CHAVEZ v. COUNTY OF MERCED

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District Court of Appeal, Fifth District, California.

Elizabeth Anne CHAVEZ, a minor, Naomi Marie Chavez, a minor, by and through their Guardian ad Litem, Ruth R. Chavez, and Ruth R. Chavez, Plaintiffs and Appellants, v. COUNTY OF MERCED, Defendant and Respondent.

Civ. 313.

Decided: August 27, 1964

Kane, Canelo & Mash, A. B. Canelo, Merced, Cyril Viadro, San Francisco, for appellants. McCormick, Barstow, Sheppard, Coyle & Best, Fresno, William B. Boone, Santa Rosa, for respondent.

In this action brought by his widow and children for the death of David A. Chavez, the appeal is from a judgment of nonsuit. This being so, we must apply well-known rules in considering the record and the briefs of the parties. Therefore, all evidence which favors the plaintiffs, including beneficial presumptions and inferences, must be taken as true. The lower court has no right to grant a nonsuit if there is any substantial evidence which, if believed by the triers of fact, would make out a case for plaintiffs. (McCall v. Otis Elevator Co., 219 Cal.App.2d 22, 24–25, 33 Cal.Rptr. 44.) An appellate court is forbidden in a case of this kind to weigh the evidence or to decide which of conflicting testimony is correct. We do not have a right to decide who should prevail on the facts of the case, but only whether the jury would be entitled to find from the evidence that the plaintiffs could recover, even though there is opposing evidence which, in the view of an appellate judge, might preponderate against the plaintiffs. In our system of jurisprudence the right of a party to have a jury decide the facts is so important that all legitimate considerations favor that function.

In considering this appeal, plaintiffs perhaps needlessly elected to restrict their claim for damages to the Public Liability Act. The judgment in the leading case of Muskopf v. Corning Hospital Dist., 55 Cal.2d 211, 11 Cal.Rptr. 89, 359 P.2d 457, became final on February 27, 1961, whereas the alleged cause of action in this case arose on August 11, 1961. Section 22.3 of the Civil Code was passed by the Legislature at the regular session of 1961 (Stats.1961, ch. 1404, p. 3209); it declared a moratorium to enable the Legislature to determine whether and to what extent the governmental immunity doctrine should be re-enacted or abandoned, but the statute declared that on the 91st day after final adjournment of the 1963 regular session of the Legislature an action could be brought ‘in the manner prescribed by law’ on a cause of action arising between February 27, 1961, and the 91st day after adjournment, if a claim were filed in the matter, and such an action were not barred by any other law subsequent to the enactment of section 22.3 of the Civil Code (2 Witkin, Summary of California Law, Torts, Supp., § 23b, pp. 64–65). The opinion in Corning Hospital Dist. v. Superior Court, 57 Cal.2d 488, 496, 20 Cal.Rptr. 621, 370 P.2d 325, decided that all cases which were based on general governmental liability for negligence should be continued for trial and not heard until at least 91 days after the 1963 adjournment, permitting the parties, however, to file pleadings and to take depositions in the meantime; such causes of action were merely suspended and not destroyed. However, the plaintiffs in this case elected to go forward with the trial during the moratorium period and they reiterated specifically that they were relying wholly on the Public Liability Act.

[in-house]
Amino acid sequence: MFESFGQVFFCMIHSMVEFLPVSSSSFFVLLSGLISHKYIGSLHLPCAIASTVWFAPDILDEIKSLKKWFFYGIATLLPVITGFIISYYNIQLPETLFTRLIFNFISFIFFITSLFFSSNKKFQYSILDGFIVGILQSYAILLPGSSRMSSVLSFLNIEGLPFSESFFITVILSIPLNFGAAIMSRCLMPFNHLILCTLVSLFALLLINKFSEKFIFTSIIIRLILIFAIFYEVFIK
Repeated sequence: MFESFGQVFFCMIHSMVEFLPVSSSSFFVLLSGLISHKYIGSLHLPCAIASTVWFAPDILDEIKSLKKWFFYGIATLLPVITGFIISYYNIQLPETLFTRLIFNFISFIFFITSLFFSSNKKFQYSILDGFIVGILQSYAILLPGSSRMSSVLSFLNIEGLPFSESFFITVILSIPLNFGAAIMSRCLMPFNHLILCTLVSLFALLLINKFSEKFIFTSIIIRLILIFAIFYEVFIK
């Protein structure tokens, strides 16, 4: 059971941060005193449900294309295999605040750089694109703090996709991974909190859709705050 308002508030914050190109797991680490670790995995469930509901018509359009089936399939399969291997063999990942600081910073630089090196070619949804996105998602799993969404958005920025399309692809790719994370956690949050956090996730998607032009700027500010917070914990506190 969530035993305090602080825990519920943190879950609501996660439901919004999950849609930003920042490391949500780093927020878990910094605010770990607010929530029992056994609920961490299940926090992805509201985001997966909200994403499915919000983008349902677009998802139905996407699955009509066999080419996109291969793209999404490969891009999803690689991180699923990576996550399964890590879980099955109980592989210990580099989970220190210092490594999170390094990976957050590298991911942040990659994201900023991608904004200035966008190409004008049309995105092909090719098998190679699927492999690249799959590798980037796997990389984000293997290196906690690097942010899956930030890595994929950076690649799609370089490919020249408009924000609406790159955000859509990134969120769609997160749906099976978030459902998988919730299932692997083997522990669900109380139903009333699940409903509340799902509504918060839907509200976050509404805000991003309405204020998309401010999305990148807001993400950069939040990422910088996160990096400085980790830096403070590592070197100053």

The Muskopf decision did not alter or amend the Public Liability Act (Kotronakis v. City & County of San Francisco, 192 Cal.App.2d 624, 631, 13 Cal.Rptr. 709); in actions based upon it, the evidence has to comply with the conditions prescribed in that enactment (Thon v. City of Los Angeles, 203 Cal.App.2d 186, 189, 21 Cal.Rptr. 398; Kotronakis v. City & County of San Francisco, supra, 192 Cal.App.2d 624, 13 Cal.Rptr. 709; Akers v. City of Palo Alto, 194 Cal.App.2d 109, 122, 14 Cal.Rptr. 767; Ngim v. City & County of San Francisco, 193 Cal.App.2d 138, 144, 13 Cal.Rptr. 849). As in the Akers case, supra, the pleadings here were framed and the case tried and decided solely under the Public Liability Act and not upon any theory of general liability of the county for negligence, and it is too late on this appeal to proceed upon a new and different theory.

One August night in 1961, Mr. J. C. McClure was traveling north in his car on the Plainsburg road in Merced County toward the town of Planada behind another vehicle; he noticed that the automobile in front of him was weaving back and forth on the highway. Fearing to pass it, he followed the weaving car for two or three miles. Finally, it went off the east side of the road came back across the road, and shot into the borrow pit on the west side of the highway, striking and breaking an electric power pole on the way. Mr. McClure saw an electric wire fall, with a tremendous flash of blue light followed by flames in the dry grass at the side of the road; he drove past the car which had stalled just off the road after breaking the pole and hurried to the Merced County Fire Station in Planada where he spoke to the engineer on duty, Mr. J. O. Bradley, telling him, as he said, that he had seen a car hit an electric pole, that there had been a big blue flash of light, that the car was on fire, and that he should get out there without delay as there was a man in the car, also, that he should call his brother, who was a deputy sheriff in Merced, and have him cut off the electricity. Mr. Bradley on the contrary claimed that Mr. McClure had not told him that it was an electrical accident and fire, but we must take the testimony which favors the plaintiffs as being true for the purpose of passing on the nonsuit.